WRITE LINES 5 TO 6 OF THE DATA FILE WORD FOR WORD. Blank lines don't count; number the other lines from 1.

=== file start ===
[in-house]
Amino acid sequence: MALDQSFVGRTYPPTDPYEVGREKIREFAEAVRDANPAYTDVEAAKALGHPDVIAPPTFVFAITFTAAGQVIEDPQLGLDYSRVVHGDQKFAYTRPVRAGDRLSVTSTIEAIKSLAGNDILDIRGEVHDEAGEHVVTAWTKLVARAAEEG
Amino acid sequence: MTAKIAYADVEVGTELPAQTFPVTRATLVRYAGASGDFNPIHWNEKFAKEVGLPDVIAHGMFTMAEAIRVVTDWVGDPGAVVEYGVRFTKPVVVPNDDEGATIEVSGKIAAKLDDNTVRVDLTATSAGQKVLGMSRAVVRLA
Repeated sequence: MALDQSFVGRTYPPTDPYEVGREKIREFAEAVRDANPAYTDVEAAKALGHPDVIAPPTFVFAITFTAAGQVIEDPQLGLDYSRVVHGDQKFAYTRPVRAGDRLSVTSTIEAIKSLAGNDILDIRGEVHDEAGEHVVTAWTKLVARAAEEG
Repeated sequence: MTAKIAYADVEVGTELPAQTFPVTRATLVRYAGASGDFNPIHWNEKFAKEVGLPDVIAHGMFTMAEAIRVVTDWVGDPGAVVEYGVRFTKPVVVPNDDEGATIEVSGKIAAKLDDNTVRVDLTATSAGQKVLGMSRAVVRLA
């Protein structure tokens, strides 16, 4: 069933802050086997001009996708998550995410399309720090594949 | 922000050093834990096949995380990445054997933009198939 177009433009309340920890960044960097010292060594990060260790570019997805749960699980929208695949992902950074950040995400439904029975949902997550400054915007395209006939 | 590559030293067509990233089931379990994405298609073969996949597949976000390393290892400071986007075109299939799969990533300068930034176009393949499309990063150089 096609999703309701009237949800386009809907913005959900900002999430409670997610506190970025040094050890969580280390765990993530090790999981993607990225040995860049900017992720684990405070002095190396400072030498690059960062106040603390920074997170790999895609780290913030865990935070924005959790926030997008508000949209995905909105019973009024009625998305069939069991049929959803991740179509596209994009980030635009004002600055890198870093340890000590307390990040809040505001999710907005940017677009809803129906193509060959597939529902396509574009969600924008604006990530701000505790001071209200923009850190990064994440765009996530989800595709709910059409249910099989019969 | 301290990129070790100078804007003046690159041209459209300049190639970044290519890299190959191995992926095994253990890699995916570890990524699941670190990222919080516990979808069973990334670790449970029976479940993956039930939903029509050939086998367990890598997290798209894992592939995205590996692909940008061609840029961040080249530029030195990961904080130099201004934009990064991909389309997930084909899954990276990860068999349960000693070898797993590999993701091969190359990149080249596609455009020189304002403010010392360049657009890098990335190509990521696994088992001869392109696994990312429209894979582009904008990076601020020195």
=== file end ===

Repeated sequence: MTAKIAYADVEVGTELPAQTFPVTRATLVRYAGASGDFNPIHWNEKFAKEVGLPDVIAHGMFTMAEAIRVVTDWVGDPGAVVEYGVRFTKPVVVPNDDEGATIEVSGKIAAKLDDNTVRVDLTATSAGQKVLGMSRAVVRLA
């Protein structure tokens, strides 16, 4: 069933802050086997001009996708998550995410399309720090594949 | 922000050093834990096949995380990445054997933009198939 177009433009309340920890960044960097010292060594990060260790570019997805749960699980929208695949992902950074950040995400439904029975949902997550400054915007395209006939 | 590559030293067509990233089931379990994405298609073969996949597949976000390393290892400071986007075109299939799969990533300068930034176009393949499309990063150089 096609999703309701009237949800386009809907913005959900900002999430409670997610506190970025040094050890969580280390765990993530090790999981993607990225040995860049900017992720684990405070002095190396400072030498690059960062106040603390920074997170790999895609780290913030865990935070924005959790926030997008508000949209995905909105019973009024009625998305069939069991049929959803991740179509596209994009980030635009004002600055890198870093340890000590307390990040809040505001999710907005940017677009809803129906193509060959597939529902396509574009969600924008604006990530701000505790001071209200923009850190990064994440765009996530989800595709709910059409249910099989019969 | 301290990129070790100078804007003046690159041209459209300049190639970044290519890299190959191995992926095994253990890699995916570890990524699941670190990222919080516990979808069973990334670790449970029976479940993956039930939903029509050939086998367990890598997290798209894992592939995205590996692909940008061609840029961040080249530029030195990961904080130099201004934009990064991909389309997930084909899954990276990860068999349960000693070898797993590999993701091969190359990149080249596609455009020189304002403010010392360049657009890098990335190509990521696994088992001869392109696994990312429209894979582009904008990076601020020195």